Loading in 5 sec....

Estimating ETAS 1. Straightforward aspects. 2. Main obstacles.PowerPoint Presentation

Estimating ETAS 1. Straightforward aspects. 2. Main obstacles.

Download Presentation

Estimating ETAS 1. Straightforward aspects. 2. Main obstacles.

Loading in 2 Seconds...

- 86 Views
- Uploaded on
- Presentation posted in: General

Estimating ETAS 1. Straightforward aspects. 2. Main obstacles.

Download Policy: Content on the Website is provided to you AS IS for your information and personal use and may not be sold / licensed / shared on other websites without getting consent from its author.While downloading, if for some reason you are not able to download a presentation, the publisher may have deleted the file from their server.

- - - - - - - - - - - - - - - - - - - - - - - - - - E N D - - - - - - - - - - - - - - - - - - - - - - - - - -

Estimating ETAS

1. Straightforward aspects.

2. Main obstacles.

3. A trick to simplify things enormously.

4. Simulations and examples.

1. Point process estimation (or inversion) is easy.

a) Point processes can generally be very well estimated by maximum likelihood estimation (MLE).

MLEs are generally consistent, asymptotically normal, and efficient.

Fisher (1925), Cramer (1946), Ogata (1978), Le Cam (1990).

b) Maximizing a function is fast and easy.

400 yrs of work on this since Newton (1669). Every computer package has a strong quasi-Newton minimization routine, such as optim() in R.

For instance, suppose the function you want to minimize is

f(a,b) = (a-4.19)4 + (b-7.23)4.

f = function(p) (p[1]-4.19)^4 + (p[2]-7.23)^4

p = c(1,1) ## initial guess at (a,b)

est = optim(p,f)

c) The likelihood function is fairly simple.

In practice, it’s a little easier to compute log(likelihood), and minimize that.

log(likelihood) = ∑ log{l(ti,xi,yi)} - ∫∫∫ l(t,x,y) dt dx dy.

ETAS (Ogata ‘98), l(t,x,y) = µ r(x,y) + ∑g(t-tj, x-xj, y-yj; Mj),

where g(t,x,y,M) = K (t+c)-p ea(M-M0) (x2 + y2 + d)-q

or K (t+c)-p {(x2 + y2)e-a(M-M0) + d}-q.

1. Point process estimation (or inversion) is easy.

ETAS (Ogata ‘98), l(t,x,y) = µ r(x,y) + ∑g(t-tj, x-xj, y-yj; Mj)

where g(t,x,y,M) = K (t+c)-p ea(M-M0) (x2 + y2 + d)-q

or K (t+c)-p {(x2 + y2)e-a(M-M0) + d}-q.

To make these spatial and temporal parts of g densities, I suggest writing g as

g(t,x,y,M) = {K (p-1) cp-1 (q-1) dq-1 / p} (t+c)-p ea(M-M0) (x2 + y2 + d)-q

or

g(t,x,y,M) = {K (p-1) cp-1 (q-1) dq-1 / p} (t+c)-p {(x2 + y2)e-a(M-M0) + d}-q.

Two reasons for this:

1) It’s easy to see how to replace g by another density.

2) For each earthquake (tj,xj,yj,Mj),

∫∫∫ g(t-tj, x-xj, y-yj; Mj) dt dx dy = K ea(M-M0).

2. Point process estimation is hard!

Main obstacles:

a) Small problems with optimization routines.

Extreme flatness, local maxima, choosing a starting value.

b) The integral term in the log likelihood.

log(likelihood) = ∑ log{l(ti,xi,yi)} - ∫∫∫ l(t,x,y) dt dx dy.

The sum is easy, but the integral term is extremely difficult to compute.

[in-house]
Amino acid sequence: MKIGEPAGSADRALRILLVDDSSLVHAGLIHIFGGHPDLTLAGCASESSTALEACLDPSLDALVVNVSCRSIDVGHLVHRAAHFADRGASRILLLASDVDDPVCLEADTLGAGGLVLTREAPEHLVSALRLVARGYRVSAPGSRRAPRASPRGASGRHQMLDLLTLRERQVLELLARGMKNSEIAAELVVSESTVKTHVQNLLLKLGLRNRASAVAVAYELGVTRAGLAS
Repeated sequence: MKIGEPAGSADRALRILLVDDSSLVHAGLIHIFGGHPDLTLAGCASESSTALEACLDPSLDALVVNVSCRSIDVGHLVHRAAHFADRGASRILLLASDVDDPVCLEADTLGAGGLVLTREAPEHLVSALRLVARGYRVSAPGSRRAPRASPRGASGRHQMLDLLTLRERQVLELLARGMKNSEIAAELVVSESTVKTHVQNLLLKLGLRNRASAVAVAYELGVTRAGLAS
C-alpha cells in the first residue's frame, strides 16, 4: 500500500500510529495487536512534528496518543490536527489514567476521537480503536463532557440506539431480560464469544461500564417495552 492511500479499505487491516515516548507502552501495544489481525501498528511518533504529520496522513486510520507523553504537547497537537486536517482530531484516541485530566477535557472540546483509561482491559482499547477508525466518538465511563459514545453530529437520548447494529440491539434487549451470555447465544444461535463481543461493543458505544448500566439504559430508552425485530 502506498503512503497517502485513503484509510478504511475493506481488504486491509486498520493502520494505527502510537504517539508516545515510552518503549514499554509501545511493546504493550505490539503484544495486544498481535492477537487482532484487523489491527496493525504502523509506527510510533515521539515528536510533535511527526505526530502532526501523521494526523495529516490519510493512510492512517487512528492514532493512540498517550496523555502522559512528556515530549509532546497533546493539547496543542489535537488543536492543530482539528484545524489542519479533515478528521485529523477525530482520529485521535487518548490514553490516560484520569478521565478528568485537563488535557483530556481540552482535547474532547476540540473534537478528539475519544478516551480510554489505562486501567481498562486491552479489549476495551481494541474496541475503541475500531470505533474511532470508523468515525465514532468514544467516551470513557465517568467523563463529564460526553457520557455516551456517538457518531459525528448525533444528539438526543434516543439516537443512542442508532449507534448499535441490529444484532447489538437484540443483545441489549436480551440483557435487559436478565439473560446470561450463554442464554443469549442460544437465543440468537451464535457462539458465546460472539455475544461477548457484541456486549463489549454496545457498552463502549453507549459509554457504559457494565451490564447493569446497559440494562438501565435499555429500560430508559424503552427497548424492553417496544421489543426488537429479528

By far the hardest part of estimation (Ogata 1998, Harte 2010).

Ogata ‘98: divide space around each pt into quadrants and integrate over them.

Harte ‘10: PtProcess uses optim() or nlm(). User must calculate the ∫ somehow.

Numerical approximation is slow and is a poor approx. for some values of p,q, etc.

1,000 computations x 1,000 events x 1,000 function calls = 1 billion computations.

Problem b) contributes to a reluctance to repeat estimation and check on a).

3. A suggested trick.

Recall that log(likelihood) = ∑ log{l(ti,xi,yi)} - ∫∫∫ l(t,x,y) dt dx dy,

where l(t,x,y) = µ r(x,y) + ∑g(t-tj, x-xj, y-yj; Mj).

After normalizing g,

∫∫∫ g(t-tj, x-xj, y-yj; Mj) dt dx dy = K ea(M-M0),

if the integral were over infinite time and space.

Technically, in evaluating ∫∫∫ l(t,x,y) dt dx dy, the integral is just over time [0,T] and in some spatial region S.

I suggest ignoring this and approximating ∫∫∫ g(t-tj, x-xj, y-yj; Mj) dt dx dy ~ K ea(M-M0).

Thus, ∫∫∫ l(t,x,y) dt dx dy = µT + ∫∫∫ ∑ g(t-tj, x-xj, y-yj; Mj) dt dx dy

= µT + ∑ ∫∫∫ g(t-tj, x-xj, y-yj; Mj) dt dx dy

~ µT + K ∑ ea(Mj-M0),

which doesn’t depend on c,p,q,d, and is extremely easy to compute.

4. Simulation and example.

100 ETAS processes, estimated my way.

4. Simulation and example.

% error in µ, from 100 ETAS simulations.

4. Simulation and example.

CA earthquakes from 14 months after Hector Mine, M ≥ 3, from SCSN / SCEDC, as discussed in Ogata, Y., Jones, L. M. and Toda, S. (2003).

4. Simulation and example.

Hector Mine data. Convergence of ETAS parameters is evident after ~ 200 days.

Note that this repeated estimation over different time windows is easy if one uses the integral trick. This seems to lead to more stability in the estimates, since a little local maximum is less likely to appear repeatedly in all these estimations.

4. Simulation and example.

Hector Mine data. ETAS parameter estimates as ratios of final estimates.

Suggestions.

1. Write the triggering function as a density in time and space.

2. Approximate the integral term as K ∑ ea(Mj-M0).

3. Given data from time 0 to time T,

estimate ETAS using data til time T/100, then 2T/100, etc.,

and assess convergence.

Conclusions.

It’s fast, easy, and works great.

Huge reduction in run time. Enormous reduction in programming.